Sunday, January 25, 2009

Stuck in a moment at 4 am

Sometimes grief is a weird thing. It is like running around in a dark room that you are completely familiar with, except that this time someone moved a wall. And you run right into that wall, unexpectedly and painfully and find yourself gasping for breath in your bed at 4 am, when you have to go to work in a few hours, crying uncontrollably and wondering what the hell just happened to you.

After I looked at the clock, I realized it was 4 am, which was the time when Shannon was born. So, was the time significant? I don't think so, the grief I felt was not about her birth, it was about what happened next. It was about the time we spent with her after she was born. The end of the time we spent with her. Knowing that we would never see her again, when is it the right time to let go, to give your baby (your dead baby) to someone who is going to walk away with her and take her somewhere where you will not see her again until you pick up the urn at the funeral home. The person who is going to take your daughter somewhere (where?) into parts of the hospital that regular people don't get to go.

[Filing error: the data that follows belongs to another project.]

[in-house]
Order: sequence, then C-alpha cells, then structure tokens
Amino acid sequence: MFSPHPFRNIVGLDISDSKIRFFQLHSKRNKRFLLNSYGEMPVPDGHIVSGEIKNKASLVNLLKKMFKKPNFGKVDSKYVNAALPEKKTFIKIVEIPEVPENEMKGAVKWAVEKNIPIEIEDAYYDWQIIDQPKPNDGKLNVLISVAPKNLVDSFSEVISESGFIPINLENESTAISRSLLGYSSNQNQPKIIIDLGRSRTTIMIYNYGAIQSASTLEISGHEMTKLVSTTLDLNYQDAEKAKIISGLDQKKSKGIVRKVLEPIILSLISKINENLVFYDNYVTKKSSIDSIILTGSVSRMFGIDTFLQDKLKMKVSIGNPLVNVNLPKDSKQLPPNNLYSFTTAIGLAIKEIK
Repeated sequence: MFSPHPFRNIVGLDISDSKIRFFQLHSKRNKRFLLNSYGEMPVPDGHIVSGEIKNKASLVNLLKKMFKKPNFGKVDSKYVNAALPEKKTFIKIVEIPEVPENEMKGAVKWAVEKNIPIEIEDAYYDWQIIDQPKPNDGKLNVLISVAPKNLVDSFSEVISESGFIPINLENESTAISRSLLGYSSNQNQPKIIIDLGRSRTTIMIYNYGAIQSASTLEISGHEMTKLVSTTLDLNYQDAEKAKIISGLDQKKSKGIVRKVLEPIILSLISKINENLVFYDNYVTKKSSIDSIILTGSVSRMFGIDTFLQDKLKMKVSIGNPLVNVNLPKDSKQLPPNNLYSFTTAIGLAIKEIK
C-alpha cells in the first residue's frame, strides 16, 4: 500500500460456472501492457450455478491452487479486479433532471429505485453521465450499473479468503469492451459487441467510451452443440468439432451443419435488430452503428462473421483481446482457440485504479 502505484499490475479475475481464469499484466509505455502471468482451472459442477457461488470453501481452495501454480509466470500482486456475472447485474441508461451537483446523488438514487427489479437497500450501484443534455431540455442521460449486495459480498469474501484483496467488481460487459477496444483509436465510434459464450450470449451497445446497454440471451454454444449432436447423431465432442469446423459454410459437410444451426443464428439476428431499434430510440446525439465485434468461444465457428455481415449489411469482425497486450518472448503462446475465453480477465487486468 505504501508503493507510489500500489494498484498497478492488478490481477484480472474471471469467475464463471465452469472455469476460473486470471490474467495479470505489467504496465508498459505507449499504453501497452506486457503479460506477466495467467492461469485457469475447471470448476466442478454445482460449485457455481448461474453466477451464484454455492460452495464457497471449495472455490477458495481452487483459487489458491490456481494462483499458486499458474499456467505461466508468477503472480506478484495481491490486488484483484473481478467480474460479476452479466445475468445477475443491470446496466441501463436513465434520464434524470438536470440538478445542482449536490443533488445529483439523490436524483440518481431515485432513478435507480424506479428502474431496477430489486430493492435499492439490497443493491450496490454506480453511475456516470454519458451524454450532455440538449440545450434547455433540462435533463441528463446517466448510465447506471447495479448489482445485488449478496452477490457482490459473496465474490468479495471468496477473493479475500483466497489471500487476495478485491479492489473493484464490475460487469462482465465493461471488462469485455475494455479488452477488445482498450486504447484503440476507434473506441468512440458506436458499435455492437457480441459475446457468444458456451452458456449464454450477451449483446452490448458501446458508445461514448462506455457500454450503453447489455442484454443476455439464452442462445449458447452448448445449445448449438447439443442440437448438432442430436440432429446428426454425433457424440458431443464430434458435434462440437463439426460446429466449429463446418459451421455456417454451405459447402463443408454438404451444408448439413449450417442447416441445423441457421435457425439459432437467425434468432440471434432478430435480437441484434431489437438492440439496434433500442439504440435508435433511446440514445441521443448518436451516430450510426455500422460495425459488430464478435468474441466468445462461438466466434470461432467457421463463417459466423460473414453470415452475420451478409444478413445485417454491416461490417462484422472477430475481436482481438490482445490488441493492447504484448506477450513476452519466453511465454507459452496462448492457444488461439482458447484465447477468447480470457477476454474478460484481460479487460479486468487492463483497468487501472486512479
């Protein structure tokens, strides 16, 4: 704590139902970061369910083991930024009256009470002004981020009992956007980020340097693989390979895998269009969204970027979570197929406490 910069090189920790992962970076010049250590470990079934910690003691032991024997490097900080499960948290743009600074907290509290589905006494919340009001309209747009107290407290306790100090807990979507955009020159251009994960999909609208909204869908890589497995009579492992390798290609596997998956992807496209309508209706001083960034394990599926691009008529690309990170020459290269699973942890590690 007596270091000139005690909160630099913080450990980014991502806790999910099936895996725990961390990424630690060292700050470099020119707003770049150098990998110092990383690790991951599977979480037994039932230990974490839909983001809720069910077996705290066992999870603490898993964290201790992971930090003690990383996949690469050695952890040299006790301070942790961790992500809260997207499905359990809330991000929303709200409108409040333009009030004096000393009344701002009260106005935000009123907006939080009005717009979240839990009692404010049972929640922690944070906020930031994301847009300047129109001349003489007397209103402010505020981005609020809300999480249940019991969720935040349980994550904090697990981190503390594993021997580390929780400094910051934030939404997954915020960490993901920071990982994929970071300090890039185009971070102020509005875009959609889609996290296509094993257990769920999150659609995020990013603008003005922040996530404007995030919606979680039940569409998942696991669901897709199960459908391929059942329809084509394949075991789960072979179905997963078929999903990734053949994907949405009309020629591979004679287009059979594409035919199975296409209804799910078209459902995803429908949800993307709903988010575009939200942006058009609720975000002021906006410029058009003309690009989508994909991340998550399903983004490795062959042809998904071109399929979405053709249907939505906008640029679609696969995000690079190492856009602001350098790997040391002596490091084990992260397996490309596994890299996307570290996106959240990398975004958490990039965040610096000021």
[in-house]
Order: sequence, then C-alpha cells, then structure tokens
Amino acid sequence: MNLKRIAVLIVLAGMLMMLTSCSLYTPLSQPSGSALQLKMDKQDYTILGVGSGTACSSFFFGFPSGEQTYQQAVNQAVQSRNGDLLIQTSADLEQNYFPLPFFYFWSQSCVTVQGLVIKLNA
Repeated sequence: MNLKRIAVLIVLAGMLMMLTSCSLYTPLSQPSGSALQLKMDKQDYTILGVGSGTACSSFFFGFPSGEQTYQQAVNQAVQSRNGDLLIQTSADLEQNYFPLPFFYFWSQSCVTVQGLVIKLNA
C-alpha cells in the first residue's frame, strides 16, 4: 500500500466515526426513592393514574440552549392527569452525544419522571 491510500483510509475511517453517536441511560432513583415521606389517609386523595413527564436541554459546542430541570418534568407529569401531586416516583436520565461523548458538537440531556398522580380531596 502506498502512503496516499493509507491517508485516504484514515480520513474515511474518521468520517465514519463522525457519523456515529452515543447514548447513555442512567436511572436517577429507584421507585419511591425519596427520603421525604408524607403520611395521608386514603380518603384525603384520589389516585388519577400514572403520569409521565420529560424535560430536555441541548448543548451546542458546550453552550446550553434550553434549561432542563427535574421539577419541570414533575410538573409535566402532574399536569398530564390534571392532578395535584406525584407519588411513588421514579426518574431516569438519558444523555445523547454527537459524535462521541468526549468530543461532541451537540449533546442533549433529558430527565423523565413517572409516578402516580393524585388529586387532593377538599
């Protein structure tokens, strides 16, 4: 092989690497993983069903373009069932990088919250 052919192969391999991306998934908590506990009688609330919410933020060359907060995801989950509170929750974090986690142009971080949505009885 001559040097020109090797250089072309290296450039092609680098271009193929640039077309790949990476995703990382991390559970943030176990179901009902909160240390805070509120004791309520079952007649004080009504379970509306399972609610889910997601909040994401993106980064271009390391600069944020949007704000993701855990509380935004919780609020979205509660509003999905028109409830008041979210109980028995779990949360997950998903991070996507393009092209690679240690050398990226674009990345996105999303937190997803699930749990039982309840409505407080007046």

When do you, when can you, let go? How do you decide that it's time? How do you get to the point where you'd rather leave the hospital than stay there with the body of your child, to get away from the hushed voices and the people who walk past your door with the butterfly on it and the doctor who keeps coming in to say he's sorry. How long is too long to stay? When it is better to leave your dead child to return to your living child? The one who doesn't know that his sister is dead, the one who only knows that mommy didn't come home the night before.

Barry Manilow says, "letting go is just another way to say I'll always love you so..." Kate Winslet, in the sappy end to the sappy Titanic, tells her doomed love "I'll never let go." It's all crap.

You never let go, it all keeps coming back. No matter whether you are a day or a week or a year away from that terrible day. Even if you wanted to let go, you can't. And I don't know if I want to. Because I think it is always supposed to hurt on some level.


Lynne said...

You wrote about something I can't imagine doing...letting go for that last time. Reading about it makes it that much more understandable how grief can go on indefinitely and feel as fresh as if things were yesterday. If I feel so bad reading about your loss, just how bad must you be feeling? It's so true - words convey a glimmer but words can't really express just how hard and painful it all is.

Tristansmommy said...

I think your right, we never fully let go. You said everything so perfectly. Big HUGS!! Thank you for saying everything I was feeling today!!

Shannon, be close to mommy always, she loves you with her entire being!!